George R.R. Martin paints pictures with words, but what happens when a Nike designer translates these words into actual pictures? Wonderfulness.
If you’re Nike Brand Design rock star Darrin Crescenzi, and you’ve created everything from the Nike Fuel gauge to the U.S. Men’s Olympic Basketball uniforms, what do you do in your spare time?
You, like the rest of us, get hopelessly addicted to George R.R. Martin’s fantasy series Game of Thrones. (Warning: Extreme, esoteric geeking out ahead. If you have no idea what the heck Game of Thrones is, go read the series, then meet me back here in a few months.)
Like many people, I was introduced by the HBO adaptation–I’m sure to the chagrin of the longtime readers. I began reading the first novel while watching the first season, quickly becoming hopelessly obsessed. I basically disappeared for about five months, devouring all five books in the series, culminating in this borderline-depression when there were no more books to read,” Crescenzi tells Co.Design. “I’m not entirely sure of the full impact the books had on my social life, but there was definitely a span there where friends stopped calling.”
But unlike the rest of us, Crescenzi didn’t end his obsession there. He’s a branding expert, after all. Logo and typographical designs are what we eats, sleeps, and breathes. So while he devoured the books, he also kept a notebook at his side, recording the text descriptions whenever George R.R. Martin introduced a new house sigil. By the third book, Crescenzi stopped taking dictation and began drawing the sigils then and there, eventually compiling the whopping collection of sigils you see here. “I didn’t brand each house–George R.R. Martin did, and whether or not it was intentional, the result is an integral piece in the success the series,” Crescenzi says. “All I wanted to do was give them a sort of unexpected and unified visual language.
“The sigils really do act as branding, in that they give each character formal distinctions–Lannister’s use of crimson and gold, for example, sets that family apart from the rest on a purely visual level. But they also serve to give a vague indication of the values and psychology of the wearer. That same crimson and gold alludes to power and wealth and vitality, and when combined with the symbol of a rearing lion, tells a holistic story about the prominence of that family and their importance within the narrative,” he explains. “Conversely, the white and grey of House Stark is a straightforward representation of them–stoic, bleak, rather depressing. House Bolton’s pink and red ‘flayed man’ sigil pretty much screams psychopath.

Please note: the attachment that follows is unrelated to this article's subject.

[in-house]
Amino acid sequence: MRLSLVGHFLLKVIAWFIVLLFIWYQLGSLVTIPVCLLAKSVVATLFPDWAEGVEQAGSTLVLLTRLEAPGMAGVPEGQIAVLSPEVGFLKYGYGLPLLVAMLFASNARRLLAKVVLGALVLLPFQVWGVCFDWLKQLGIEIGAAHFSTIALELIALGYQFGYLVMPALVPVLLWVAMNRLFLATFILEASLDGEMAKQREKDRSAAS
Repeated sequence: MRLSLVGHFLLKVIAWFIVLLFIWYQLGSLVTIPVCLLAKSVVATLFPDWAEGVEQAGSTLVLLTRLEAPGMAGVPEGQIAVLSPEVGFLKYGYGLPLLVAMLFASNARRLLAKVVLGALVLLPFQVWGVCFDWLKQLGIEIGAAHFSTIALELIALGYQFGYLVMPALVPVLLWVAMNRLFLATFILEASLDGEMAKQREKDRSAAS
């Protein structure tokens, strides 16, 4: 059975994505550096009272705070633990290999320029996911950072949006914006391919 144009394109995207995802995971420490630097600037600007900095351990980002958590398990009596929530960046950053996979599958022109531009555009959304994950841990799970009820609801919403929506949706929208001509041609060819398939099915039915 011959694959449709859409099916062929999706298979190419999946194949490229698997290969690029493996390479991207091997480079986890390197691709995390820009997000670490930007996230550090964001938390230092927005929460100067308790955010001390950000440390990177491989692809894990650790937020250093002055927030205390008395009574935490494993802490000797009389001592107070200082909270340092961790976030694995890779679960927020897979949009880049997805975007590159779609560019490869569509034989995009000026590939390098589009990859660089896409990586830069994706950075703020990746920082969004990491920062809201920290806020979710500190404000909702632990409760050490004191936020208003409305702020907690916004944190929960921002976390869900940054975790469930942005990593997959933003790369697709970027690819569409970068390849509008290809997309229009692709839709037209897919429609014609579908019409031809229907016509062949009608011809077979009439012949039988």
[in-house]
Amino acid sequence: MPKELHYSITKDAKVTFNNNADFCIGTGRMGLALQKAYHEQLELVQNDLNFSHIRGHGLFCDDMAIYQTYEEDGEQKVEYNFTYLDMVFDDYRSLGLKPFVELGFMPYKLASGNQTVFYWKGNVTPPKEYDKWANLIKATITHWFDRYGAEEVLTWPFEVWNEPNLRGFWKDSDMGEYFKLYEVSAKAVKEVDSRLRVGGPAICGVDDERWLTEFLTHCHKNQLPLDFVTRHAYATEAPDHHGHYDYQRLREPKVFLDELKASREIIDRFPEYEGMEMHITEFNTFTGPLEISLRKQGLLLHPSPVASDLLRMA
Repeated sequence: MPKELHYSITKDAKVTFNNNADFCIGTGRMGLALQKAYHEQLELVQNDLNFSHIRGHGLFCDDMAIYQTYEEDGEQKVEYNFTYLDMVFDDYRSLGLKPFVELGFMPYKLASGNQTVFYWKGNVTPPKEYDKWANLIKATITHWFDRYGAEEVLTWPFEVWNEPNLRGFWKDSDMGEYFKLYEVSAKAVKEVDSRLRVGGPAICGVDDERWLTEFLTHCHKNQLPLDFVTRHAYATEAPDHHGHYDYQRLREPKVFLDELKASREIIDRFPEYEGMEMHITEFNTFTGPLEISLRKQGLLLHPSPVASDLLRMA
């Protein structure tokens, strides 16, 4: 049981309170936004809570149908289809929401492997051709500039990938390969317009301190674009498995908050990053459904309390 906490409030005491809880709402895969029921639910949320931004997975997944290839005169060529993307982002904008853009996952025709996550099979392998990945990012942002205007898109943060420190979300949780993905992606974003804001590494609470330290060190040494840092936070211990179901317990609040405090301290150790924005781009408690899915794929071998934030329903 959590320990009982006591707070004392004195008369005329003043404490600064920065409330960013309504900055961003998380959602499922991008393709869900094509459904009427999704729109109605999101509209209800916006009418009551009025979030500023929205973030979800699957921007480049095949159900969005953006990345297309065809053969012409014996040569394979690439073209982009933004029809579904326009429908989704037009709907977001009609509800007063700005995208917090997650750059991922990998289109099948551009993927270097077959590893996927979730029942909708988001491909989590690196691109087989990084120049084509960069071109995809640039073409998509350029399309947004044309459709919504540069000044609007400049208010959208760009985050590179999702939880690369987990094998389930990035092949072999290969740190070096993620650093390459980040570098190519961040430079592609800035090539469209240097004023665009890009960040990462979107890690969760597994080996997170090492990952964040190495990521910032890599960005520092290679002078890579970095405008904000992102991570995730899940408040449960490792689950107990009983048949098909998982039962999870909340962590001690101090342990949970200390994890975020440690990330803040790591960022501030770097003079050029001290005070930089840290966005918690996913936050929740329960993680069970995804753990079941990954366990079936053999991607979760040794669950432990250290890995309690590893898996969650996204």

“What I find most fascinating, however, is the fact that these ‘brands’ exist only as the written word. A Song of Ice and Fire is devoid of illustrations (other than the maps, of course), and yet when we read a description of, say, a battle between Lannister forces and Stark forces, we immediately create a mental image of screaming gray-clad men rushing into an army of red, despite not being part of the exact verbal description of a battle. These brands become such a key part of the reading experience–Night’s Watch black might as well be Tiffany blue or UPS brown or T-Mobile pink.”
I asked Crescenzi if his work at Nike influenced his work on this sort of visual fan fiction, and surprisingly enough–while most designers tend to distance their professional projects with their geek side projects–he admitted that it absolutely did. “One of our biggest challenges is maintaining a consistent brand voice despite having an incredibly diverse consumer-base. Athletes have very different interests, and sometimes you want basketball to look like basketball, women’s to look like women’s, running to look like running. Other times, you just want it all to look like Nike,” he explains. “Then, you try to maintain brand voice though both Nike and in-direct retail, digital, out-of-home, broadcast, and social media, and do it in incredibly diverse marketplaces around the globe. It’s a daunting task and takes teams of talented and highly organized minds to make it happen. This immense scope of our work makes discipline a core competency for designers here. “That endless pursuit of visual consistency was one of the driving forces behind the look and feel of the poster. I never thought of the project as a series of logos; The approach was much more that of creating an icon set.”
In the end, as true as he remained to the books, Crecenzi did take a few artistic liberties of his own. He ditched all of Martin’s descriptions of physical figures, as he didn’t feel the forms would shrink well to icon-size prints. (He also just found such depictions, like House Umber’s giant breaking out of chains, too literal for his taste.) Other times, he combined a few of Martin’s visuals into one simpler, unique logo.
“House Seaworth, one of the most popular within the texts, is a black ship with an onion on its sail,” he explains. “I decided to create a form that was both simultaneously an onion and a ship–in my opinion, the result is more memorable and was more fun for me to design.”
Now fellow geeks, Crescenzi openly admits that a few houses are missing from his poster, but if you’re a diehard GoT fan, who’d like a print for your wall, they’re available for $35.
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Article Written by: Mark Wilson